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Midnight Run [Blu-ray]
(Martin Brest, 1988)
Review by Gary Tooze
Video:Second Sight (UK)
Region: 'B' (as verified by the Oppo Blu-ray player)
Disc Size: 48,096,300,109 bytes
Feature Size: 34,452,738,048 bytes
Video Bitrate: 31.00 Mbps
Case: Standard Blu-ray case
Release date: April 20th, 2015
Aspect ratio: 1.85:1
Resolution: 1080p / 23.976 fps
Video codec: MPEG-4 AVC Video
LPCM Audio English 1536 kbps 2.0 / 48 kHz / 1536 kbps / 16-bit
DTS-HD Master Audio English 1722 kbps 5.1 / 48 kHz / 1722 kbps / 16-bit (DTS Core: 5.1 / 48 kHz / 1509 kbps / 16-bit)
English (SDH), none
•We Got the Duke - Interview With Charles Grodin (12:28)
• Moscone Bail Bonds - Interview With Joe Pantoliano (14:24)
• Hey Marvin! - Interview With John Ahston (17:27)
• Midnight Writer - Interview With Screenwriter George Gallo (24:49)
• I'm Mosely! - Audio Interview With Yaphet Kotto (7:37)
• Original Making Midnight Run promo (7:26)
Shout! Factory is cited
as being from a 2K scan from the Inter-postive and has the
Description: Bounty hunter Jack Walsh has got a new assignment, one that could set him up for retirement. He's just got to get bail-jumping accountant Jonathan 'The Duke' Mardukas back to L.A. by midnight on Friday. But he's not the only one on his trail. The Duke's just embezzled $15 million from the mob who want him dead, trying to get him first are the FBI who want him to testify, five minutes in his company and Jack just wants him to shut up. It's going to be a long journey from New York to L.A.! With a razor-sharp script and performances to match, Martin Brest's cult road movie sees De Niro give one of his greatest comic performances, equally matched by his co-star Grodin.
Director Martin Brest, of Going in Style and Beverly Hills Cop fame, was in charge of Midnight Run. Robert De Niro stars as Jack Walsh, a hard-bitten bounty hunter offered $100,000 to bring in embezzler Jonathan Mardukas (Charles Grodin). Handcuffed to the wimpy Mardukas, Walsh assumes that the extradition trip from New York to Los Angeles will be an uneventful one. But the prisoner hasn't told Walsh the whole story: the embezzler owes $15 million to a mobster (Dennis Farina), and he's been targeted for assassination. It's a toss-up as to what is the most entertaining aspect of Midnight Run: the slam-bang action and chase sequences or the verbal byplay between DeNiro and Grodin.Excerpt from MRQE located HERE
That old formula, handcuffed captor and captive who become buddies on the run, gets an injection of new life from the playing of the cast. Bounty hunter Jack Walsh (De Niro) captures bail-jumping accountant Jon Mardukas (Grodin) in New York, but his problems really start when he tries to deliver him to the bail bondsman in LA. Mardukas, learning that his employer was a Mafia mobster, stole millions which he distributed among the poor, and Walsh has to run the gauntlet of the FBI, the Mob and a rival bounty hunter (Ashton), besides putting up with his captive's concern about smoking and morality. Both actors get off on each other, improvising routines and inhabiting the standard 'Odd Couple' teaming so interestingly that at times the film touches a profundity. Here and there, director Brest succumbs to the car chase, but overall the movie is way above average for the genre.Excerpt from Timeout located HERE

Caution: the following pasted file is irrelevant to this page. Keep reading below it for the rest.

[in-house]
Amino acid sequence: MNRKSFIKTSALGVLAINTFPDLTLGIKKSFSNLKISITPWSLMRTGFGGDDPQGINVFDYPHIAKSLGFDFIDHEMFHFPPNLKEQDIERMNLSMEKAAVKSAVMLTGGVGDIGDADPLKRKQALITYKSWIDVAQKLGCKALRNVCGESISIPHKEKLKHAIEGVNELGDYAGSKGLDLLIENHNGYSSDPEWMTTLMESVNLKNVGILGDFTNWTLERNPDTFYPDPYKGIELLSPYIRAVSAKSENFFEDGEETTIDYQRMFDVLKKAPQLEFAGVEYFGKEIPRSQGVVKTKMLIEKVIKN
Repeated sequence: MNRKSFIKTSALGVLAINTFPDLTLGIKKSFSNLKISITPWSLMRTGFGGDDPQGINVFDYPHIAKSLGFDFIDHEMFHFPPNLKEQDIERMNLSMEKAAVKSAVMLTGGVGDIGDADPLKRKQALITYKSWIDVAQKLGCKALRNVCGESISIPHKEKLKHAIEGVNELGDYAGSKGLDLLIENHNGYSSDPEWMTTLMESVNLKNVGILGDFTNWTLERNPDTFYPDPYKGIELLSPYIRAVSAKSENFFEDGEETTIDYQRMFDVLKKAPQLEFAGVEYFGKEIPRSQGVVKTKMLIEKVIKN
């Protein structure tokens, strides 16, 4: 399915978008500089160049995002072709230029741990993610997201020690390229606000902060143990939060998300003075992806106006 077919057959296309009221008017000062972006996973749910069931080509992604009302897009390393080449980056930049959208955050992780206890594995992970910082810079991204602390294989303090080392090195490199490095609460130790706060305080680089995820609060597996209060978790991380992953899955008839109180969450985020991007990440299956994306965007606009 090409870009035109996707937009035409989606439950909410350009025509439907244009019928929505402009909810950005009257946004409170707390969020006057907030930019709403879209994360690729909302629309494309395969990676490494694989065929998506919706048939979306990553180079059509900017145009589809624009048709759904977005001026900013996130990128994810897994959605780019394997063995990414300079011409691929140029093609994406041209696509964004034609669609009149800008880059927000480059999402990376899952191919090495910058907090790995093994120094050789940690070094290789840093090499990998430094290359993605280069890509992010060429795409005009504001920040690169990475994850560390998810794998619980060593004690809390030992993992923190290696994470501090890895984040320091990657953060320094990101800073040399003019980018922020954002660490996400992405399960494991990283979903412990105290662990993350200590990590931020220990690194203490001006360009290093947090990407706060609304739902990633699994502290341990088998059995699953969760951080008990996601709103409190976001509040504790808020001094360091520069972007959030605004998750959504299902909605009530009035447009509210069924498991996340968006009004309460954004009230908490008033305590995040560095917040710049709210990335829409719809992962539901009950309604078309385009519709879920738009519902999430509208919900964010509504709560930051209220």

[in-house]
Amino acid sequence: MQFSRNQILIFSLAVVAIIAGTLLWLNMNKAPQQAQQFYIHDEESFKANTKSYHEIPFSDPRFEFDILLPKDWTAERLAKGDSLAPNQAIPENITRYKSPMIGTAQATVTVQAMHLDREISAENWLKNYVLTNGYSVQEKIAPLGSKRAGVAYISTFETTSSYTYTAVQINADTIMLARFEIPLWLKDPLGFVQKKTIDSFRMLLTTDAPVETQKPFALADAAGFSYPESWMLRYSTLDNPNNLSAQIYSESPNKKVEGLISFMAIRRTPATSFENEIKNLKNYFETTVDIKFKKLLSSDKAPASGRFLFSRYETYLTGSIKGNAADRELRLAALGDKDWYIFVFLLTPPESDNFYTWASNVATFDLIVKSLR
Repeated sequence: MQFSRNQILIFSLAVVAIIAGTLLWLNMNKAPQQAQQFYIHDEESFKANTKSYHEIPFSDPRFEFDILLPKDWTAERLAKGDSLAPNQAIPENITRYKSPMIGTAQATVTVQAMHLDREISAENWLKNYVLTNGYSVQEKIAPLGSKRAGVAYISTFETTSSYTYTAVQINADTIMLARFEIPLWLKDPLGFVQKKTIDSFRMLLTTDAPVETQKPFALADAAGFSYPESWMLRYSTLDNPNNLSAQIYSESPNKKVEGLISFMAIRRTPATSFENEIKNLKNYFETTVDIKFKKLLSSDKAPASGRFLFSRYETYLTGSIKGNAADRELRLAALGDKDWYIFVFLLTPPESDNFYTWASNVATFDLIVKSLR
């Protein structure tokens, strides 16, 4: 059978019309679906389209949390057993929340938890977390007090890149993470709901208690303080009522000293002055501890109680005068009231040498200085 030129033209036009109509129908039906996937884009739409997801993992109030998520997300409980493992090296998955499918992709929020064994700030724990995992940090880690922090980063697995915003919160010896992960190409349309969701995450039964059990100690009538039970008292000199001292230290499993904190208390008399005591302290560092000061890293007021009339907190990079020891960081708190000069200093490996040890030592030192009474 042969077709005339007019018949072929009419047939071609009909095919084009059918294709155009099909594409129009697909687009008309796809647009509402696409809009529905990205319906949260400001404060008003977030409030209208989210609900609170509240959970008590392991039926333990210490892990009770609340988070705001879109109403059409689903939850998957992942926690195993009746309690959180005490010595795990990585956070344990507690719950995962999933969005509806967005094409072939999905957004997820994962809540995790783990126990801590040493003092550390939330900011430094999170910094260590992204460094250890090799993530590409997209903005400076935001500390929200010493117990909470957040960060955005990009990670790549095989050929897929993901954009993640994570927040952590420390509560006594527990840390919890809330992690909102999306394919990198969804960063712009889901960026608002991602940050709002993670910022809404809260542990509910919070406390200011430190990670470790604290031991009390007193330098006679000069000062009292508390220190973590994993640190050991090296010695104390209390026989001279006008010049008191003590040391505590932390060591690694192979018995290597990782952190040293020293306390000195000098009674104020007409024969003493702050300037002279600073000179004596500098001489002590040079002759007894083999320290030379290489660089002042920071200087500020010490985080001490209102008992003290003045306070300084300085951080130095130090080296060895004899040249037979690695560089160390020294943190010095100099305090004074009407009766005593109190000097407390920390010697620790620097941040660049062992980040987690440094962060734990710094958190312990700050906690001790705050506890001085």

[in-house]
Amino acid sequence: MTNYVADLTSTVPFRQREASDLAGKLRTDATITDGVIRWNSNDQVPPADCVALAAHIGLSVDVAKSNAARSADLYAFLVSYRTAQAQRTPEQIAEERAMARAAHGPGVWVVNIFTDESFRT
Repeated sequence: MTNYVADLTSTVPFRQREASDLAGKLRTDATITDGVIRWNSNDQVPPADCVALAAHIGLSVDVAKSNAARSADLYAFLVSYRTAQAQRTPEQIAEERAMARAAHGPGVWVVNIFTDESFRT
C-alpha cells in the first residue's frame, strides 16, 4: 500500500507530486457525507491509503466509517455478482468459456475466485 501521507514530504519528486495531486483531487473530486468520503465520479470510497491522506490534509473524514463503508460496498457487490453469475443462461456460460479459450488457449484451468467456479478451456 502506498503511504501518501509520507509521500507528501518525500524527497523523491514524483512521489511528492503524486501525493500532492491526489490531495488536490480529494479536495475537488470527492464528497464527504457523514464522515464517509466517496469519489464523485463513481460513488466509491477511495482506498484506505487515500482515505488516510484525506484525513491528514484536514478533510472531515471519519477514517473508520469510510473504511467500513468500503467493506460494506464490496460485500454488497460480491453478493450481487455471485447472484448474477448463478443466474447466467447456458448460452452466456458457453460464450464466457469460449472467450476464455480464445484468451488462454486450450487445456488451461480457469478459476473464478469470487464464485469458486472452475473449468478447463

Image : NOTE: The below Blu-ray captures were taken directly from the Blu-ray disc.
Midnight Run gets a Blu-ray transfer from Second Sight in the UK. It is dual-layered with a very high bitrate for the 2 hour feature. With extensive zooming-in on some of the outdoor sequences - I see some minor digitization and edge-enhancement. I recall this on the Universal US SD transfer as well, that looked occasionally thin to me. I'm not pointing any fingers at Second Sight - I'd guess it is part of the master used. What is there is very minor anyway. The 1080P supports a decent video presentation with some minor depth in the 1.85:1 frame. It's pristinely clean and the many dark scenes don't exhibit any visible noise. Overall, I was pleased with this Blu-ray's visuals in-motion.
CLICK EACH BLU-RAY CAPTURE TO SEE ALL IMAGES IN FULL 1920X1080 RESOLUTION
We get the option of a linear PCM 2.0 channel stereo at 1536 kbps or a DTS-HD Master 5.1 surround at 1722 kbps. The latter has some separations and the film is filled with effects both aggressive and subtle. Gunshots sound deep and there is some crispness notable in the score by Danny Elfman (Big Eyes, Darkman, Pee Wee's Big Adventure, Edward Scissorhands, Good Will Hunting, Beetlejuice). Nothing but positives for the audio transfer. There are optional English (SDH) subtitles and my Oppo has identified it as being a region 'B'-locked.
Extras include over 1 1/4 hour's worth of interviews with Charles Grodin, Joe Pantoliano, John Ahston, screenwriter George Gallo and, an audio-only one with Yaphet Kotto. There is also a 7.5 minute vintage "Making of' video piece.
April 9th, 2015
About the Reviewer: Hello, fellow Beavers! I have been interested in film since I viewed a Chaplin festival on PBS when I was around 9 years old. I credit DVD with expanding my horizons to fill an almost ravenous desire to seek out new film experiences. I currently own approximately 9500 DVDs and have reviewed over 5000 myself. I appreciate my discussion Listserv for furthering my film education and inspiring me to continue running DVDBeaver. Plus a healthy thanks to those who donate and use our Amazon links.
Although I never wanted to become one of those guys who
focused 'too much' on image and sound quality - I
find HD is swiftly pushing me in that direction.
Oppo Digital BDP-83 Universal Region FREE Blu-ray/SACD
Gary W. Tooze
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